Bank of Canada holds key interest rate steady in final decision of 2023 – National |


The Bank of Canada left its benchmark interest rate unchanged at 5.0 per cent for the third consecutive decision.

The central bank continued to warn Wednesday however that its policy rate may need to rise again if inflation doesn’t continue to ease.

In a statement announcing the hold, the Bank of Canada said signs of “moderating spending and relieving price pressures” allowed it to keep its policy rate unchanged. Inflation’s decline is “broadening,” the statement noted, and the labour market “continues to ease.”

Overall inflation cooled sharply to 3.1 per cent in October, down from a peak of 8.1. per cent in June 2022.

But the central bank’s governing council warned that it’s looking for more signs of easing in its preferred core inflation metrics and is continuing to look at wage growth, inflation expectations and consumer price behaviour in gauging where the benchmark rate should head next.

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“Governing council is still concerned about risks to the outlook for inflation and remains prepared to raise the policy rate further if needed,” the statement read.

Click to play video: 'With Canada’s interest rates temporarily on hold, what is the central bank’s next move?'

With Canada’s interest rates temporarily on hold, what is the central bank’s next move?

Wednesday’s move was widely expected by economists and market watchers, who pointed to slowing in Canada’s economy and easing in the annual inflation rate as signs the central bank’s rate hike cycle might have peaked.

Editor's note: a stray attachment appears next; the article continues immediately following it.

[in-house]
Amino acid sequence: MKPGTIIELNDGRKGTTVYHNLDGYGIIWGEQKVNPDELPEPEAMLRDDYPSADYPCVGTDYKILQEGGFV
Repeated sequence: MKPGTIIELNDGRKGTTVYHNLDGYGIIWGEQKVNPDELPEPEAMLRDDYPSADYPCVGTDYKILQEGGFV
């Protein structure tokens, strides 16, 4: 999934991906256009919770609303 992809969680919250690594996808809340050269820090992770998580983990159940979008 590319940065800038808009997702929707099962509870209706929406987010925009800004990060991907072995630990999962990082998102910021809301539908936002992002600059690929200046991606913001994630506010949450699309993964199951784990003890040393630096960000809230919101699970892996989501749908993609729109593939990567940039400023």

The Bank of Canada has raised its policy rate 4.75 percentage points since March 2022 in an effort to tame decades-high inflation.

The central bank raises the cost of borrowing in an effort to slow economic growth, discourage spending and rein in demand, while also making loans like mortgages more expensive for Canadians.

The Bank of Canada on Wednesday noted rising pressures on the shelter component of the consumer price index, even as overall inflation cooled. Canada’s real gross domestic product also came in well below the central bank’s expectations with a contraction in the third quarter.

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Canada’s once-tight labour market has also shown signs of easing as of late as job gains fail to keep pace with rapid population growth, driving up the unemployment rate. However, the Bank of Canada continued to flag annual wage growth in the range of four-to-five per cent as something it’s keeping tabs on.

Bank of Canada governor Tiff Macklem said in a speech last month that the “excess demand” that was fuelling inflation has been stripped out of the economy — language that was mirrored in Wednesday’s statement. The central bank has indicated it will not ease up on its monetary policy tightening until it is sure inflation will continue to decline to its two per cent target, a goal it currently has set for mid-2025.

Avery Shenfeld, chief economist at CIBC Capital Markets, said in a note to clients on Wednesday morning that the Bank of Canada “toasted small victories” on the inflation front with its latest decision, but not yet ready to drop its warning that rates could rise again.

“But current trends are clearly leaning away from that, and the Bank’s nod to broader progress against inflation and the fact that the economy is no longer clearly overheated suggest that the central bank isn’t at this point really giving much thought to additional tightening,” he said.

More to come.

&copy 2023 Global News, a division of Corus Entertainment Inc.


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